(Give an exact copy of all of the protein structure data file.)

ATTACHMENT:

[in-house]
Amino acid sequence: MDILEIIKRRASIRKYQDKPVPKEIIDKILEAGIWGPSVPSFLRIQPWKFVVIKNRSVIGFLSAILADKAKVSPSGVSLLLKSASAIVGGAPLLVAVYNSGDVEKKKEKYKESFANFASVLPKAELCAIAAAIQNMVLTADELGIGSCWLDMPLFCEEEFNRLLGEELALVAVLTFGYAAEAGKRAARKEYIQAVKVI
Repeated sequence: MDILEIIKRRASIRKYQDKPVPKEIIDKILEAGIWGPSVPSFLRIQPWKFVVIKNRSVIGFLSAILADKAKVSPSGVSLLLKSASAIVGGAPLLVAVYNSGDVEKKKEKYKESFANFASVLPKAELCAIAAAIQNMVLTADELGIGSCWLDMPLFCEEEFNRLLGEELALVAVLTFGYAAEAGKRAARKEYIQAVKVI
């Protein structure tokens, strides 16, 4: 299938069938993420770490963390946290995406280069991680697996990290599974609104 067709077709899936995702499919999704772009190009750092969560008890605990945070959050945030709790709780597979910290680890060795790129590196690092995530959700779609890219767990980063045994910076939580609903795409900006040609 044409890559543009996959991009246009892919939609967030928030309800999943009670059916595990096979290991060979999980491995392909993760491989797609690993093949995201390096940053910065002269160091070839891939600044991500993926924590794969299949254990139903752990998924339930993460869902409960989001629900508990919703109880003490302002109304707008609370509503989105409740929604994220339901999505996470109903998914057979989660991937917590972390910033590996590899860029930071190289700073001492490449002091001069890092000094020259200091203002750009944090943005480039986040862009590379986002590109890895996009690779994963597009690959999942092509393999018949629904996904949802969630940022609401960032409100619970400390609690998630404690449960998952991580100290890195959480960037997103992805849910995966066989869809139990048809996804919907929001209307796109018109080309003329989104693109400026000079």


[in-house]
Amino acid sequence: MDILEIIKRRASIRKYQDKPVPKEIIDKILEAGIWGPSVPSFLRIQPWKFVVIKNRSVIGFLSAILADKAKVSPSGVSLLLKSASAIVGGAPLLVAVYNSGDVEKKKEKYKESFANFASVLPKAELCAIAAAIQNMVLTADELGIGSCWLDMPLFCEEEFNRLLGEELALVAVLTFGYAAEAGKRAARKEYIQAVKVI
Repeated sequence: MDILEIIKRRASIRKYQDKPVPKEIIDKILEAGIWGPSVPSFLRIQPWKFVVIKNRSVIGFLSAILADKAKVSPSGVSLLLKSASAIVGGAPLLVAVYNSGDVEKKKEKYKESFANFASVLPKAELCAIAAAIQNMVLTADELGIGSCWLDMPLFCEEEFNRLLGEELALVAVLTFGYAAEAGKRAARKEYIQAVKVI
């Protein structure tokens, strides 16, 4: 299938069938993420770490963390946290995406280069991680697996990290599974609104 067709077709899936995702499919999704772009190009750092969560008890605990945070959050945030709790709780597979910290680890060795790129590196690092995530959700779609890219767990980063045994910076939580609903795409900006040609 044409890559543009996959991009246009892919939609967030928030309800999943009670059916595990096979290991060979999980491995392909993760491989797609690993093949995201390096940053910065002269160091070839891939600044991500993926924590794969299949254990139903752990998924339930993460869902409960989001629900508990919703109880003490302002109304707008609370509503989105409740929604994220339901999505996470109903998914057979989660991937917590972390910033590996590899860029930071190289700073001492490449002091001069890092000094020259200091203002750009944090943005480039986040862009590379986002590109890895996009690779994963597009690959999942092509393999018949629904996904949802969630940022609401960032409100619970400390609690998630404690449960998952991580100290890195959480960037997103992805849910995966066989869809139990048809996804919907929001209307796109018109080309003329989104693109400026000079």